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Keon Zipperer, Lloyd Summerall high on Miami ahead of visit

Lakeland, for the most part, has always been Florida Gators country.

Florida has been able to rely on the town about two hours to its south to find a gem every recruiting cycle or two. The Miami Hurricanes have had some success in Polk County in the past — most notably with Ray Lewis — but they’re typically starting from a disadvantage because of the Gators’ tradition there.

Miami hopes it can change things this weekend when two of Polk’s top four prospects in the Class of 2019 head down to Coral Gables for their official visits.

The Hurricanes get the final chance to state their case to four-star tight end Keon Zipperer and four-star defensive end Lloyd Summerall before they make their final college choice Dec. 19 when the early signing period opens.

“I’m just trying to get down there and enjoy with my family,” Summerall said after helping Lakeland win the Class 7A championship Friday.

While both Zipperer and Summerall say other schools are in the hunt beyond Miami and Florida, their recruitment will, in all likelihood, come down to the two in-state programs. With only about a week until they make their decisions public, it’s still hard to get a read on either.

The Gators are the Crystal Ball favorites for both, holding at least 88 percent of the predictions for each senior end, but the Hurricanes have made a compelling case for both.

In Zipperer’s case, it’s easy to see why Miami is so appealing. Just about every time the 6-foot-2, 240-pound receiver tweets about the Hurricanes, he accompanies his post with the hashtag, “#TEU.” Miami has five tight ends active in the NFL and Brevin Jordan seems well on his way to being the next after a tremendous freshman season for the tight end.

In the Class of 2018, the Hurricanes landed their top two tight end targets. In a still-small sample size, Todd Hartley has proven he gets the players he wants and the tight ends coach really wants the No. 4 tight end in the 247Sports composite rankings.

“They produce tight ends that get into the league,” Zipperer said after the Dreadnaughts’ 33-20 win against St. Thomas Aquinas on Friday. “I just want to go to school and go to the next level because I know I’m going to ball.”

With Summerall, there’s an even more explicit difference in the on-field pitches from the two teams. Florida, which runs a 3-4 defense, would shift Summerall to outside linebacker and let him rush the passer from a stand-up position.

Miami, on the other hand, finished the regular season No. 2 in total defense with a dominant 4-3 alignment. The Hurricanes have explicitly compared Summerall to some of the defensive linemen currently on the roster, including Gregory Rousseau and Joe Jackson.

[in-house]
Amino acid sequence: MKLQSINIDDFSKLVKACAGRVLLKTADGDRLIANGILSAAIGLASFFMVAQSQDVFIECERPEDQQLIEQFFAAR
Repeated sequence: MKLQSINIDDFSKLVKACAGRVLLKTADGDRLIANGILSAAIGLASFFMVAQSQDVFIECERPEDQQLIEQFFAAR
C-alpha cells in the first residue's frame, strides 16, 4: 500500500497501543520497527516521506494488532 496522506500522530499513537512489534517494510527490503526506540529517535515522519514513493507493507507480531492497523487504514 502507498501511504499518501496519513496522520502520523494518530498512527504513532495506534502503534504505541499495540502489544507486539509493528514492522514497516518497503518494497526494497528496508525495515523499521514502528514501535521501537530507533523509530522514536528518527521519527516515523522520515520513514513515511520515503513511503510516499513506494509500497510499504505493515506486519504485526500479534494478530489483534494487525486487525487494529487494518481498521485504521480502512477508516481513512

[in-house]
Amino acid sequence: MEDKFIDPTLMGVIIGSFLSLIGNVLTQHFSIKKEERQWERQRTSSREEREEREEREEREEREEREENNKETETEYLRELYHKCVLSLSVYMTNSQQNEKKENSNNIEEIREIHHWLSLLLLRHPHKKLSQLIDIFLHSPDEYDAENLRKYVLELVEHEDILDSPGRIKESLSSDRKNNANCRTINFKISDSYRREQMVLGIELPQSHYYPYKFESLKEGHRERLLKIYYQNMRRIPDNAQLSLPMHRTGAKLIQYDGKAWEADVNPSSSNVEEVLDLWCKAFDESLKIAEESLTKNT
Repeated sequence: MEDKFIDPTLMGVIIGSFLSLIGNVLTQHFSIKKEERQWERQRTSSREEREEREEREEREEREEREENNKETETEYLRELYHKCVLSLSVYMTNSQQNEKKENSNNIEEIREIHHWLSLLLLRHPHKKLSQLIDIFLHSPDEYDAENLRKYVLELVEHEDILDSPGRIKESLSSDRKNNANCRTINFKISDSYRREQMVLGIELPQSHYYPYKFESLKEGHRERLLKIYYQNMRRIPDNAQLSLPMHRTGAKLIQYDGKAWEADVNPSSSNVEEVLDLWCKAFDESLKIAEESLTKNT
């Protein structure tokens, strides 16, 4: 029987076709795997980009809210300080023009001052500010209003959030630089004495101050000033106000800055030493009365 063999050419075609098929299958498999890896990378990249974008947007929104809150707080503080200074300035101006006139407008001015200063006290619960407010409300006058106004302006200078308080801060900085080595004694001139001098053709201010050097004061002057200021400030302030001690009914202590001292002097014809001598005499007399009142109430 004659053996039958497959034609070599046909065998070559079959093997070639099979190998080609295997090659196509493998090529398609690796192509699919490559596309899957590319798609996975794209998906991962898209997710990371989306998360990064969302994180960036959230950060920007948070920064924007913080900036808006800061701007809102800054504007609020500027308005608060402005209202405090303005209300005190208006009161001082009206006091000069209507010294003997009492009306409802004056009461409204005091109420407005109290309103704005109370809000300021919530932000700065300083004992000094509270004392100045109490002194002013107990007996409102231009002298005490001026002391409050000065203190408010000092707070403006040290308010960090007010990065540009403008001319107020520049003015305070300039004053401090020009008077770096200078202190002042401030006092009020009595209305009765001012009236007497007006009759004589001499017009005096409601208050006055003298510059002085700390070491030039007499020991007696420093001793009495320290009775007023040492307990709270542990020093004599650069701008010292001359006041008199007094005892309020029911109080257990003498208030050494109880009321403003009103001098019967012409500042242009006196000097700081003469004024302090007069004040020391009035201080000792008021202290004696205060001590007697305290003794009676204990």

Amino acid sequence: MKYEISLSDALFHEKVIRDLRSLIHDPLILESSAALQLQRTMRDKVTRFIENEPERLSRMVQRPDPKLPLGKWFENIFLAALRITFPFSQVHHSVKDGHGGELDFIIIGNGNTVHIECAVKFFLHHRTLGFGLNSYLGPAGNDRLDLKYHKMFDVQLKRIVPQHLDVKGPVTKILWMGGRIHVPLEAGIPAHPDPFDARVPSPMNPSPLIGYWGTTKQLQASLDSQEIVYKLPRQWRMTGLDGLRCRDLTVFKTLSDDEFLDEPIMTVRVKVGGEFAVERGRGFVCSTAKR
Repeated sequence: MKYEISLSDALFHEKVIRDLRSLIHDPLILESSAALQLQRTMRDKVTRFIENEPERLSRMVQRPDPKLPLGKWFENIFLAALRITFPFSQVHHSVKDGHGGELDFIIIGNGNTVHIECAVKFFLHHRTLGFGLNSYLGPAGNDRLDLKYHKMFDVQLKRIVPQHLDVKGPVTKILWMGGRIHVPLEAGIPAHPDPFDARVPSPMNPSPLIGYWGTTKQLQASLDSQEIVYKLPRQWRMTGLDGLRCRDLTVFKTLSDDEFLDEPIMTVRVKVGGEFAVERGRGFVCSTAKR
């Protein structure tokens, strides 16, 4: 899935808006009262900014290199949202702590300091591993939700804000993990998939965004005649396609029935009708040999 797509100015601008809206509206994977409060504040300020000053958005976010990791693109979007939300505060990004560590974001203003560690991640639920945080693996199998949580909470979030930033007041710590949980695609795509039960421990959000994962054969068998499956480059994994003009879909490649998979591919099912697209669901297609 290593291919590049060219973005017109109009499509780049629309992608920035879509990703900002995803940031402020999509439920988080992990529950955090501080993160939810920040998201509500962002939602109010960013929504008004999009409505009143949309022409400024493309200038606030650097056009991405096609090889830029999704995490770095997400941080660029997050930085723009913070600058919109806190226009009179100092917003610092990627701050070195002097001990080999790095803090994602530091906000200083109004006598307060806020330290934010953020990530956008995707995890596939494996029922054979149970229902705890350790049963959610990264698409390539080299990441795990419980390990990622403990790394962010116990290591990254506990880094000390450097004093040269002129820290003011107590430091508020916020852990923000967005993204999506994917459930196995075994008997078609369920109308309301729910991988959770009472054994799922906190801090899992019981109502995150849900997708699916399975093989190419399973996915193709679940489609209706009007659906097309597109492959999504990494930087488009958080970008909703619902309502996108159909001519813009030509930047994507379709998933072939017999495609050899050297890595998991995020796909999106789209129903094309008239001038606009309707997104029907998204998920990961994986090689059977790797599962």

Like Rousseau, Summerall will arrive at college in need of adding some serious muscle, but Rousseau was on track to contribute as a freshman before a preseason ankle injury ended his season before it began. As for the Jackson comparison, the junior could be a second-day pick in the 2019 NFL Draft and Miami envisions similar upside for the 6-5, 220-pound defensive lineman, who checks in as the nation’s No. 15 weakside defensive end.

“I just like their defense. Their defense is great,” Summerall said. “They definitely want me as a hand-in-the-dirt end, kind of like Joe Jackson.”

Coach Mark Richt is a major reason Summerall is high on the Hurricanes, too.

“Coach Richt is a good man. He’s a good Christian,” Summerall said. “I need that in my life, going through a lot of trials and tribulations.”

Summerall said he plans to put out a top three sometime this week, with either the Florida State Seminoles or Nebraska Cornhuskers occupying the final spot. Zipperer also has the Alabama Crimson Tide and LSU Tigers in his top four, and he did officially visit Alabama last month.

They’ll jointly announce their college choices at their high school on the first day of the early signing period and they’ll likely be accompanied by a Chucky doll when they do so. The “Child’s Play” prop has a panic-inducing history for recruiting enthusiasts in Florida thanks to a tradition started by Gators defensive lineman Dominique Easley in 2013. Easley carried the doll around with him as a gag and fellow defensive lineman Dante Fowler kept the tradition going after Easley graduated.

In February, Plantation American Heritage defensive linemen Nesta Jade Silvera and Andrew Chatfield both brought Chucky dolls on stage with them when they made their college choices. Chatfield signed with Florida, but Silvera stuck by his pledge to Miami.

Zipperer and Summerall have both carried around their own Chucky from time to time this year, although they’re downplaying any significance.

“I mean, the Chucky doll to me is just good luck,” Zipperer said. “It’s my good luck charm.”

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